Field Secretary Career

Job Description: Process applications for, changes to, reinstatement of, and cancellation of insurance policies. Duties include reviewing insurance applications to ensure that all questions have been answered, compiling data on insurance policy changes, changing policy records to conform to insured party's specifications, compiling data on lapsed insurance policies to determine automatic reinstatement according to company policies, canceling insurance policies as requested by agents, and verifying the accuracy of insurance company records.

*A job as a Field Secretary falls under the broader career category of Insurance Policy Processing Clerks. The information on this page will generally apply to all careers in this category. We are still seeking more specific information about this career from experts in this field. If you can provide us with more information, .

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Field Secretary Career

What Field Secretarys do:

  • Correspond with insured or agent to obtain information or inform them account status or changes.
  • Modify, update, and process existing policies and claims to reflect any change in beneficiary, amount of coverage, or type of insurance.
  • Review and verify data, such as age, name, address, and principal sum and value of property on insurance applications and policies.
  • Examine letters from policyholders or agents, original insurance applications, and other company documents to determine if changes are needed and effects of changes.
  • Notify insurance agent and accounting department of policy cancellation.
  • Organize and work with detailed office or warehouse records, maintaining files for each policyholder, including policies that are to be reinstated or cancelled.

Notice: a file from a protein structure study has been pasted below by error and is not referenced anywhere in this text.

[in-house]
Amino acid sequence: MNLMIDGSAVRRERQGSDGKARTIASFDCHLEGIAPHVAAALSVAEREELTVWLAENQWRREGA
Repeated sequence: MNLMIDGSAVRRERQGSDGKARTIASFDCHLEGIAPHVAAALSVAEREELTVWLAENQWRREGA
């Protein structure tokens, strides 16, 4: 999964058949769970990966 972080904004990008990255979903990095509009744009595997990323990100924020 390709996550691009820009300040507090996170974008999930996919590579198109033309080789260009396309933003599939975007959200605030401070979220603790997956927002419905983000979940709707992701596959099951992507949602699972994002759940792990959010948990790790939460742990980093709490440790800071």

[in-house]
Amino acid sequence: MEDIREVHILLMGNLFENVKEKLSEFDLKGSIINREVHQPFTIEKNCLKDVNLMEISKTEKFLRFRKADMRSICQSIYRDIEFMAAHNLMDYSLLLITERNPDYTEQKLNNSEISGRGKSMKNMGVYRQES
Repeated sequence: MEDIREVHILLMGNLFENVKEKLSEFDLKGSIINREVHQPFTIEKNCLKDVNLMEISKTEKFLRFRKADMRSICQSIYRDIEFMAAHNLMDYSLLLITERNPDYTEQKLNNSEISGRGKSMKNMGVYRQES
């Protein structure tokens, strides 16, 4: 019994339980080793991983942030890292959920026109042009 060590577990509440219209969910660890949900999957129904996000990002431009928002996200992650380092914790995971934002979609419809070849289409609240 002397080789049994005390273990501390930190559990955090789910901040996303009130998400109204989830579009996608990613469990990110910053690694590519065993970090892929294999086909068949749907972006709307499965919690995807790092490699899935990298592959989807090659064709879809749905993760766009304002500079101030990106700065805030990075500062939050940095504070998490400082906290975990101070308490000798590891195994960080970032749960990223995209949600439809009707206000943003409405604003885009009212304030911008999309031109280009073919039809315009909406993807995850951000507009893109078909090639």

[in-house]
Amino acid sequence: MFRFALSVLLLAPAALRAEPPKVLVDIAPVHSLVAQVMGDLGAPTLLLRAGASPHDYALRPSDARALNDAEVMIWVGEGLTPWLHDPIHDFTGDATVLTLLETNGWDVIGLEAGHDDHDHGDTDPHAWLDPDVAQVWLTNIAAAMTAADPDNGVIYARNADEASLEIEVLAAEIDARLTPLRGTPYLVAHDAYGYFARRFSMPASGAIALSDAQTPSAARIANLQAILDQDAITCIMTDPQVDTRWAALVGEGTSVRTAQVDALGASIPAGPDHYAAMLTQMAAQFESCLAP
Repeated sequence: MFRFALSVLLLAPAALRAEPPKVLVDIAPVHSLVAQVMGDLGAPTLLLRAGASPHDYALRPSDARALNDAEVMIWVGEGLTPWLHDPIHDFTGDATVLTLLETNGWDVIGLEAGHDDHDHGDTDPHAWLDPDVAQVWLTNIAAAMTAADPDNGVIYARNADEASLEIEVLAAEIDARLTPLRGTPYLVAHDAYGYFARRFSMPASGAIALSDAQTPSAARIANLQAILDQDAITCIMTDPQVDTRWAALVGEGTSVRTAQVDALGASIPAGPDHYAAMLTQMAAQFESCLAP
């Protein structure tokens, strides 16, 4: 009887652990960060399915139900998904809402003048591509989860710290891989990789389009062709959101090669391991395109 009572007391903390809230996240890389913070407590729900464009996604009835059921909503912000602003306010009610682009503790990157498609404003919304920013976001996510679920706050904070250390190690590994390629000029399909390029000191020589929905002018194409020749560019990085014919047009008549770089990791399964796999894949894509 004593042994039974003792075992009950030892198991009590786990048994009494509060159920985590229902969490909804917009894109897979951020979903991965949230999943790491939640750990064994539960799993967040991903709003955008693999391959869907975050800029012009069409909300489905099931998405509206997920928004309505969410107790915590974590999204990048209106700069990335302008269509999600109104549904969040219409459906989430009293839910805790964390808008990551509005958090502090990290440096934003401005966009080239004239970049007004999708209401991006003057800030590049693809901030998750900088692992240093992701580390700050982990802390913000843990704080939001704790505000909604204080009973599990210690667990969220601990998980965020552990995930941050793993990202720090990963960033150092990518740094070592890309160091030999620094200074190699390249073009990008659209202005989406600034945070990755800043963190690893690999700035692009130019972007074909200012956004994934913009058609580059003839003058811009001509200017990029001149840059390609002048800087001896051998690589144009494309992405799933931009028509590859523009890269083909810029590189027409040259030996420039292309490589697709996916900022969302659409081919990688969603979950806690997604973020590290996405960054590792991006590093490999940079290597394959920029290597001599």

• Process and record new insurance policies and claims.
  • Process, prepare, and submit business or government forms, such as submitting applications for coverage to insurance carriers.
  • Compose business correspondence for supervisors, managers and professionals.
  • Interview clients and take their calls to provide customer service and obtain information on claims.
  • Transcribe data to worksheets and enter data into computer for use in preparing documents and adjusting accounts.
  • Collect initial premiums and issue receipts.
  • Calculate premiums, refunds, commissions, adjustments, and new reserve requirements, using insurance rate standards.
  • Obtain computer printout of policy cancellations or retrieve cancellation cards from file.
  • Compare information from application to criteria for policy reinstatement and approve reinstatement when criteria are met.
  • Check computations of interest accrued, premiums due, and settlement surrender on loan values.

What work activities are most important?

Importance Activities

Interacting With Computers - Using computers and computer systems (including hardware and software) to program, write software, set up functions, enter data, or process information.

Getting Information - Observing, receiving, and otherwise obtaining information from all relevant sources.

Communicating with Persons Outside Organization - Communicating with people outside the organization, representing the organization to customers, the public, government, and other external sources. This information can be exchanged in person, in writing, or by telephone or e-mail.

Processing Information - Compiling, coding, categorizing, calculating, tabulating, auditing, or verifying information or data.